Simon's story 

Simon Rose is all too well aware how unhelpful being sent out of area for mental health care can be.

Simon Rose high-res photoIn 2013 he became a father again, but had a breakdown at around the same time and attempted suicide.

He urgently needed medical help for severe depression, but no NHS bed was available locally. Instead, he was sent to a NHS-funded bed in a private hospital in Harrogate, 80 miles away from his Alfreton, Derbyshire, home.

For him, the experience was extremely disorientating. He was being cared for by people he had never met before in completely unfamiliar surroundings. For his family, the experience was equally unsettling – or as his wife Janine put it, a “bloody nightmare”. They were desperately worried about him and unable to visit him regularly because of the two-hour journey from home to Harrogate.

Simon, 51, a father of six, said:

“It was a nightmare being so far away from my wife and new baby and it definitely set back my recovery.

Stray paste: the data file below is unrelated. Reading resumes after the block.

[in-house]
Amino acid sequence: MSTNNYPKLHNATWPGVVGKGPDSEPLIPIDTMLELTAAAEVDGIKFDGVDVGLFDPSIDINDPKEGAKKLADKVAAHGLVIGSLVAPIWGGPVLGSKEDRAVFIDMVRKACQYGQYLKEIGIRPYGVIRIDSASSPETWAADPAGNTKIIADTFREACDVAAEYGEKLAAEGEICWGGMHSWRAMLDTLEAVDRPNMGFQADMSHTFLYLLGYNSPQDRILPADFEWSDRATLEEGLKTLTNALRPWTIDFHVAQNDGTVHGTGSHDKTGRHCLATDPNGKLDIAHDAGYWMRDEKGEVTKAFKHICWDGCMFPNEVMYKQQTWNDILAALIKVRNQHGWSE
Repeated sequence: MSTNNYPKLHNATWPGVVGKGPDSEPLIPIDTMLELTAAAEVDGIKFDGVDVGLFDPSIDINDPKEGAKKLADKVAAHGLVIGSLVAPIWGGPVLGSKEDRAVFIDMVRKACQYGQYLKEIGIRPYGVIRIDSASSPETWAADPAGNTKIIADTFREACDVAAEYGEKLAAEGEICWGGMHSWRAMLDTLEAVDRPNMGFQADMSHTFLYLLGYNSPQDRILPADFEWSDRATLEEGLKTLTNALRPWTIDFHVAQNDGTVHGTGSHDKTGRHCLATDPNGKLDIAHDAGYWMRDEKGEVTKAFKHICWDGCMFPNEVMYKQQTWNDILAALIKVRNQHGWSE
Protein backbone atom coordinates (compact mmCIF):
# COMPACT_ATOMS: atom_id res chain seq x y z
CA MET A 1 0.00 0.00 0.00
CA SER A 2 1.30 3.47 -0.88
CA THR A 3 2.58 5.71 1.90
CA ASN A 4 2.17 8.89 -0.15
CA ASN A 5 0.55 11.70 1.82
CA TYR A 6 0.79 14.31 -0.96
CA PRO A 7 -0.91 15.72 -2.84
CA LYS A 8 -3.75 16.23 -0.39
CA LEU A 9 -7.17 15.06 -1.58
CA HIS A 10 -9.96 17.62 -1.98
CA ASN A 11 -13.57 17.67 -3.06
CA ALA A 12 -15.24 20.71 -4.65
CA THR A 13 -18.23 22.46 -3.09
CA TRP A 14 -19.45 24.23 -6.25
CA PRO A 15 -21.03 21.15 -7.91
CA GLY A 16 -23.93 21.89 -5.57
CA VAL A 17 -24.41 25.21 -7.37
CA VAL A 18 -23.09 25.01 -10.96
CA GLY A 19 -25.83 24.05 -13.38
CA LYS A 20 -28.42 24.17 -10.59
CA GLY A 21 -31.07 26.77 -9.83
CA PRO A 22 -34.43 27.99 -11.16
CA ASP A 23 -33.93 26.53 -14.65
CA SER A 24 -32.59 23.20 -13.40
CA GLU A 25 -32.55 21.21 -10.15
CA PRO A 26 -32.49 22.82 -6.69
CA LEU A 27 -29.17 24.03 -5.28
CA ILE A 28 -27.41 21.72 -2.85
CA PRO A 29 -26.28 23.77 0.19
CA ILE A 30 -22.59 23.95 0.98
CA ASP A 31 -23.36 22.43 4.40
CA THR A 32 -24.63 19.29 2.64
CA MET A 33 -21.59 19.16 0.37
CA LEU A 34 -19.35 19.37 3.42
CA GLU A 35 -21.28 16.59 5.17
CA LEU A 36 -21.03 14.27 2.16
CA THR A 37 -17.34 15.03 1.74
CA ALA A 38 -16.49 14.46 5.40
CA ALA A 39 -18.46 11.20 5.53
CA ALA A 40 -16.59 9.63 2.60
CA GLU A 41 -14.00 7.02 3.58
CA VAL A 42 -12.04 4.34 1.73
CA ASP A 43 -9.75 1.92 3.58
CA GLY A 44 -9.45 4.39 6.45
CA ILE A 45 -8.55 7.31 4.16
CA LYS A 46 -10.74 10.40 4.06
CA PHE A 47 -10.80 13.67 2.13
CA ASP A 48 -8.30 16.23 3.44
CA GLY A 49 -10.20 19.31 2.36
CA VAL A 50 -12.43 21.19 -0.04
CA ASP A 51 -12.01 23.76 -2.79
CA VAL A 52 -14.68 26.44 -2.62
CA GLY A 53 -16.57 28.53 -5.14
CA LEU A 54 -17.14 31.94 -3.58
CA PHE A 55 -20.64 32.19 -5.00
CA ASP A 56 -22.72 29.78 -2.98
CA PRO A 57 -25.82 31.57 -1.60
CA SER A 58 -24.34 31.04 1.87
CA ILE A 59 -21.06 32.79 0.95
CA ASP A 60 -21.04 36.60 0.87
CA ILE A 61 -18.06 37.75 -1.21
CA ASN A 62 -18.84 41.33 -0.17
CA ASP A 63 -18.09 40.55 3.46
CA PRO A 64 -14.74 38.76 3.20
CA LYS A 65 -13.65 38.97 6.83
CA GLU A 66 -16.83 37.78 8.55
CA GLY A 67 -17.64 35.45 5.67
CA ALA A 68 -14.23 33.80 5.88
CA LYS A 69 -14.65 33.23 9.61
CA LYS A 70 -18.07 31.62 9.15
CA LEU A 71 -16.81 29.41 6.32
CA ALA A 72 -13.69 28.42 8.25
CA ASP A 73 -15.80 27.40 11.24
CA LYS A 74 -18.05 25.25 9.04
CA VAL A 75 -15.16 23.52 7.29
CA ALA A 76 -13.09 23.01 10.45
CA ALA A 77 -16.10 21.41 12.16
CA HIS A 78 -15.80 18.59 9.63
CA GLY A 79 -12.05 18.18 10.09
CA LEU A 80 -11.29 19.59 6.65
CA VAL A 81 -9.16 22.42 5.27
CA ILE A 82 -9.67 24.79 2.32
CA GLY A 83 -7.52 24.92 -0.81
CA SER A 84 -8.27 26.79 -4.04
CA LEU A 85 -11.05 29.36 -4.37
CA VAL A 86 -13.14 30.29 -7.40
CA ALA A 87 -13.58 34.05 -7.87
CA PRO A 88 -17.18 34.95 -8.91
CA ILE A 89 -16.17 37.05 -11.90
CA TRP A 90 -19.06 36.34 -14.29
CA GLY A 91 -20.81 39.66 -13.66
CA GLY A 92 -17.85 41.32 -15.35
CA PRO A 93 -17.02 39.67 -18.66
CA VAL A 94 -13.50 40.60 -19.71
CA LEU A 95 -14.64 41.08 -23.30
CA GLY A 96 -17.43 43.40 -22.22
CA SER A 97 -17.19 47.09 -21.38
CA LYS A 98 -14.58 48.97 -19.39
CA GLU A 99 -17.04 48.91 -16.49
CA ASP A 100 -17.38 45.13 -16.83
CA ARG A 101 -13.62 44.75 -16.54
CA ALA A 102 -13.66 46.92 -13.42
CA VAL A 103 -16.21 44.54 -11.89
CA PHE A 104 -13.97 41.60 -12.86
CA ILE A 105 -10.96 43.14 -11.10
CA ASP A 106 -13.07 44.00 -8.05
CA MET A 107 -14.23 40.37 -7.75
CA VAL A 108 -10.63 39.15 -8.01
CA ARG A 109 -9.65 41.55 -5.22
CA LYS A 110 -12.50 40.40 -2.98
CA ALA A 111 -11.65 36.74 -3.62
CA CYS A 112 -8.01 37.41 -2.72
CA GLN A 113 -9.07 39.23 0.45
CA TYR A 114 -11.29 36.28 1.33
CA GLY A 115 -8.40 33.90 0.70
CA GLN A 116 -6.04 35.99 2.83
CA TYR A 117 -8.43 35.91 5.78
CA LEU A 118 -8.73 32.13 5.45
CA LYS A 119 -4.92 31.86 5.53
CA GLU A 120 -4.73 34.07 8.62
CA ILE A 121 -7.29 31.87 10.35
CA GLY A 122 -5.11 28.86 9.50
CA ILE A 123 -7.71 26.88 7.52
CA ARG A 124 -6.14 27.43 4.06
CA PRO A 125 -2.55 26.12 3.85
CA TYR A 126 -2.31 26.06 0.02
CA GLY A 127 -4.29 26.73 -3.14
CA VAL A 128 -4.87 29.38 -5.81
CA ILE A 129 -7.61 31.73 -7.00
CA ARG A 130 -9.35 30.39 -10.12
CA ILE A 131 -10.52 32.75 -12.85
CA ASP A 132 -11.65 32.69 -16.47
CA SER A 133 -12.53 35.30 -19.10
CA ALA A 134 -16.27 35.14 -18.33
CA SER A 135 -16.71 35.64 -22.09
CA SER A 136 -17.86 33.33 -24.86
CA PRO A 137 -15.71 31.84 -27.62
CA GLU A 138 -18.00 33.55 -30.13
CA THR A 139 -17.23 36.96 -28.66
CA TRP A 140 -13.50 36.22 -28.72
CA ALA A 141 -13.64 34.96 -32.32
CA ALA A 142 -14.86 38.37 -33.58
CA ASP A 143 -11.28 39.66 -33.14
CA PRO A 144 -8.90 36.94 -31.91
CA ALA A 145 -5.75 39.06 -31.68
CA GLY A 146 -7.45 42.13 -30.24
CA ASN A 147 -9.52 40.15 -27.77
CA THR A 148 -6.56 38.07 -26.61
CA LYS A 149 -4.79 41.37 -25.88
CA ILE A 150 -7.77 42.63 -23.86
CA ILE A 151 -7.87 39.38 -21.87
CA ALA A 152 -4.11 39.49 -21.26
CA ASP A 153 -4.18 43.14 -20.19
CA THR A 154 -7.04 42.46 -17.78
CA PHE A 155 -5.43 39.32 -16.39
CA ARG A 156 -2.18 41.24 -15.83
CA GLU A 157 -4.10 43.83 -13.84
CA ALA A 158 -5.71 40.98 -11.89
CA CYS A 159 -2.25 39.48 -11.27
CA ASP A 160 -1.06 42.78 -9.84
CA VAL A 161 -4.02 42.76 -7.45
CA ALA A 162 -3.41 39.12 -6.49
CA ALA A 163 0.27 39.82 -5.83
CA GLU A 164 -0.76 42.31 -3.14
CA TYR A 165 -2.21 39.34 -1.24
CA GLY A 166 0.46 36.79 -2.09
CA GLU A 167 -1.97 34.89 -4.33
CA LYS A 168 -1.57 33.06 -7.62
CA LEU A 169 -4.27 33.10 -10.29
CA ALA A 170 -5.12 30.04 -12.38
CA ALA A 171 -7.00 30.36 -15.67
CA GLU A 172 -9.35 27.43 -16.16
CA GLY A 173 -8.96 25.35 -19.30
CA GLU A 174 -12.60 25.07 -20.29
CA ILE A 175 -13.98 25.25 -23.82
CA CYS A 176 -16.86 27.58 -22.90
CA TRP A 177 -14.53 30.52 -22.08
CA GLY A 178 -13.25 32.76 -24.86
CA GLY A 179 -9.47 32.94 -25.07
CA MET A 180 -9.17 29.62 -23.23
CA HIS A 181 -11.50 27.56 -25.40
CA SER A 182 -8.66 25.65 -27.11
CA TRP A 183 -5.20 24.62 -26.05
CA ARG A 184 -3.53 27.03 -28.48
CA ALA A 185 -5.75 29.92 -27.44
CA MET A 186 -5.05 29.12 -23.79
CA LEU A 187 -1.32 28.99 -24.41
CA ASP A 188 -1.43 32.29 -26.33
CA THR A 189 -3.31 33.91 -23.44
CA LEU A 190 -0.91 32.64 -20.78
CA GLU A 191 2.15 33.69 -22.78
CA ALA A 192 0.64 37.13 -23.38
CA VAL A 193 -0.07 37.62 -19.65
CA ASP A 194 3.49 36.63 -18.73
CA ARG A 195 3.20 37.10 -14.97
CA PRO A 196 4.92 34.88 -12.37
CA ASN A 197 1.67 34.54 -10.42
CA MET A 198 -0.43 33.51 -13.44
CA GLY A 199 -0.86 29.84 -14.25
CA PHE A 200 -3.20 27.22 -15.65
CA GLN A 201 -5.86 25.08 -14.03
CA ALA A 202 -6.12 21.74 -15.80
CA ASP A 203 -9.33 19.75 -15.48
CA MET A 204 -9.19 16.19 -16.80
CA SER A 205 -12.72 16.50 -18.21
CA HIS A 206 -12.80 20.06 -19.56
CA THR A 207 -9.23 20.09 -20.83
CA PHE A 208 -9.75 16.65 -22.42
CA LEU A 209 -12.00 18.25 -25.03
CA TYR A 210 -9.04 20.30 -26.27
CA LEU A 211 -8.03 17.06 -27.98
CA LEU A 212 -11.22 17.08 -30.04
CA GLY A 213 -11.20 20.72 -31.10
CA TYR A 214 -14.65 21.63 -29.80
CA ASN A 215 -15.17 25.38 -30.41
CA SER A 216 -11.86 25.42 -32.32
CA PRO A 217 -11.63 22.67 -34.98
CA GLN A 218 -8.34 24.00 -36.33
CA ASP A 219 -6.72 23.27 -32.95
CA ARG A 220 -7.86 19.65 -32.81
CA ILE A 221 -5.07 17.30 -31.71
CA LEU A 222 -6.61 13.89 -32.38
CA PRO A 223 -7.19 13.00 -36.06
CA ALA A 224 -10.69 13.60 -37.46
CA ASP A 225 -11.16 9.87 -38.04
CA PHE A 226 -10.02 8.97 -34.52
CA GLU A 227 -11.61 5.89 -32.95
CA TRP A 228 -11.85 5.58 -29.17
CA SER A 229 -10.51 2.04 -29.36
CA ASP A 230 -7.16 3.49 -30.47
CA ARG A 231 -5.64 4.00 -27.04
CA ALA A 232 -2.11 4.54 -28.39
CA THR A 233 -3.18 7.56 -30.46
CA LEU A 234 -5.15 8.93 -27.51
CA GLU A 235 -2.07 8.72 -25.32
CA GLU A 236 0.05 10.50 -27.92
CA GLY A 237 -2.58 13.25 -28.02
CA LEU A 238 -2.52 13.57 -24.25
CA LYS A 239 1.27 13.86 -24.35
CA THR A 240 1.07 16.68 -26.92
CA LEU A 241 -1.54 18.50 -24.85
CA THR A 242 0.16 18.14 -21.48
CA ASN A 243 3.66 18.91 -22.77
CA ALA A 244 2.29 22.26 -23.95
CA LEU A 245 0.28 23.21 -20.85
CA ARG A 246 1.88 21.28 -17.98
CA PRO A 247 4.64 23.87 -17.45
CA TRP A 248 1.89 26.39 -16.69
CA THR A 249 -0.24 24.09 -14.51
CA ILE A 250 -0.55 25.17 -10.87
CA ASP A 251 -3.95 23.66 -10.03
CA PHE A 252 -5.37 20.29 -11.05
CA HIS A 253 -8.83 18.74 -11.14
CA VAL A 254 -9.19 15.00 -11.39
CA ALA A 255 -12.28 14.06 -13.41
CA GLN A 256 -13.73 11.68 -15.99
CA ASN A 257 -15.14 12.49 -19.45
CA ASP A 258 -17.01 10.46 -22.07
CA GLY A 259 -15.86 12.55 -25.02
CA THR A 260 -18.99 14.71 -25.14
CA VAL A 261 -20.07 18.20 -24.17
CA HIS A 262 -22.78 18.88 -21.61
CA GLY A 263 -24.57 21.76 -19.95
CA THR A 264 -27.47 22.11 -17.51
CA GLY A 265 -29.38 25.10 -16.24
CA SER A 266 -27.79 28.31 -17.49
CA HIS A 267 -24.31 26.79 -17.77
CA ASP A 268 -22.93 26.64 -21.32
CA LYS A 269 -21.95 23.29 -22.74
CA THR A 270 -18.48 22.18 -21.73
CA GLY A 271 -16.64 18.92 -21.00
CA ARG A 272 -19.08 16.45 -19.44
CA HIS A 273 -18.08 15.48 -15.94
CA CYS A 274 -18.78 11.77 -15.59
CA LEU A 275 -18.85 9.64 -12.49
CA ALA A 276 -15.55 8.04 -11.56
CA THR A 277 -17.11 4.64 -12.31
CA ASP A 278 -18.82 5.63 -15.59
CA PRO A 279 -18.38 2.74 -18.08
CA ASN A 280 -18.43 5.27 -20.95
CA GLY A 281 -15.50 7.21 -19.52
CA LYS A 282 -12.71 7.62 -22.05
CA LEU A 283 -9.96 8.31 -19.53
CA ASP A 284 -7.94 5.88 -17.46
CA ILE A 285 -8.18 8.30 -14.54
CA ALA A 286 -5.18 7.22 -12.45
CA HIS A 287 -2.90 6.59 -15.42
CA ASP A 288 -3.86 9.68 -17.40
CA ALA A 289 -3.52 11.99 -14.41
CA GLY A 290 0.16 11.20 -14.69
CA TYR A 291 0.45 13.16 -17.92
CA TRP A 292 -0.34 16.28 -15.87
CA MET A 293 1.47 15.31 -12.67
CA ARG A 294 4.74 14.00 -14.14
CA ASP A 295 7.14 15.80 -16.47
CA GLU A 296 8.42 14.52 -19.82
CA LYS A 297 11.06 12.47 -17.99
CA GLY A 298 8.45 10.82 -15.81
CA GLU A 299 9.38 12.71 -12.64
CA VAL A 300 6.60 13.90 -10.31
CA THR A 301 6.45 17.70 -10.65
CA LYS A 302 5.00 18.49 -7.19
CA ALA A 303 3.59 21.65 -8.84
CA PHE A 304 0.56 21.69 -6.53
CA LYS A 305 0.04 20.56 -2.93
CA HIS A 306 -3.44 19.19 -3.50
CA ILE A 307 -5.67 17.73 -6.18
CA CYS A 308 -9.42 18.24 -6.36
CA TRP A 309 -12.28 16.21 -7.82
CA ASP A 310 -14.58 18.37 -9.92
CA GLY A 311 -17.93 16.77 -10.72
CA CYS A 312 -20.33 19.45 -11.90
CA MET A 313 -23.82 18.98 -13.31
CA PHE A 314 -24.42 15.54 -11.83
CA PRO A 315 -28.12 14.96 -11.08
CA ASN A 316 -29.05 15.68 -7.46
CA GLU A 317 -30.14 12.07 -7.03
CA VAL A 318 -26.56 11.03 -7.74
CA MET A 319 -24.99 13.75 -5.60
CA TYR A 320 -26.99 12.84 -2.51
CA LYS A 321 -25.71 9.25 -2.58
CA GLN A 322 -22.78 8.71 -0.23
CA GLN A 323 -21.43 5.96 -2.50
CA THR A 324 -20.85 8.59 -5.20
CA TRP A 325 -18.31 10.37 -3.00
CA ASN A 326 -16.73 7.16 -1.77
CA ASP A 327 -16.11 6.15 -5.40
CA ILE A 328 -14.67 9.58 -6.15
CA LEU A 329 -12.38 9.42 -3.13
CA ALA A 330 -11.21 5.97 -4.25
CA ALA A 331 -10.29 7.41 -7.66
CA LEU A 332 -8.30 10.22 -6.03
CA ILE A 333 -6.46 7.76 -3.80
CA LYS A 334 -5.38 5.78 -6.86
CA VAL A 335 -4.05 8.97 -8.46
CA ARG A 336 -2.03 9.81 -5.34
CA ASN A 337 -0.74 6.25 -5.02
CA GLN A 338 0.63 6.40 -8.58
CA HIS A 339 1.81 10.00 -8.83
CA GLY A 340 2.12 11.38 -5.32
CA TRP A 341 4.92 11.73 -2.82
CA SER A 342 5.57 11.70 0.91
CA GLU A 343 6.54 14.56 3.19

“My community psychiatric nurse couldn’t come up to Harrogate so I had to be well enough to travel back from Harrogate to Derbyshire on the train to start thinking about being discharged from hospital.

“The strain on my family was horrendous. My wife was trying to cope with having a newborn baby at a time when I was not just severely ill, but physically absent. They wanted to visit me regularly in hospital, but it was a two-hour drive, so that was impossible to do often.

“Being so far away and struggling to communicate properly hugely increased her worry and made it difficult for her to feel part of what was happening. And as older parents, our local support network was very limited.”

He spent 14 weeks in hospital. As his time there continued, his wife became increasingly worried that their baby, Louisa, who was only two months old when he became ill, wouldn’t recognise him when he finally got home. Simon said: 

“People shouldn’t have to travel long distances for fairly routine mental health care. My experience, at a time when I was extremely vulnerable, was made many times worse for being cared for out of my local area.

“Action is needed to address this right now and I welcome the College’s call for more psychiatric bed in areas where mental health services are struggling with high levels of demand – as an initial step which is part of a broad range of short, medium and long-term measures it is proposing.”

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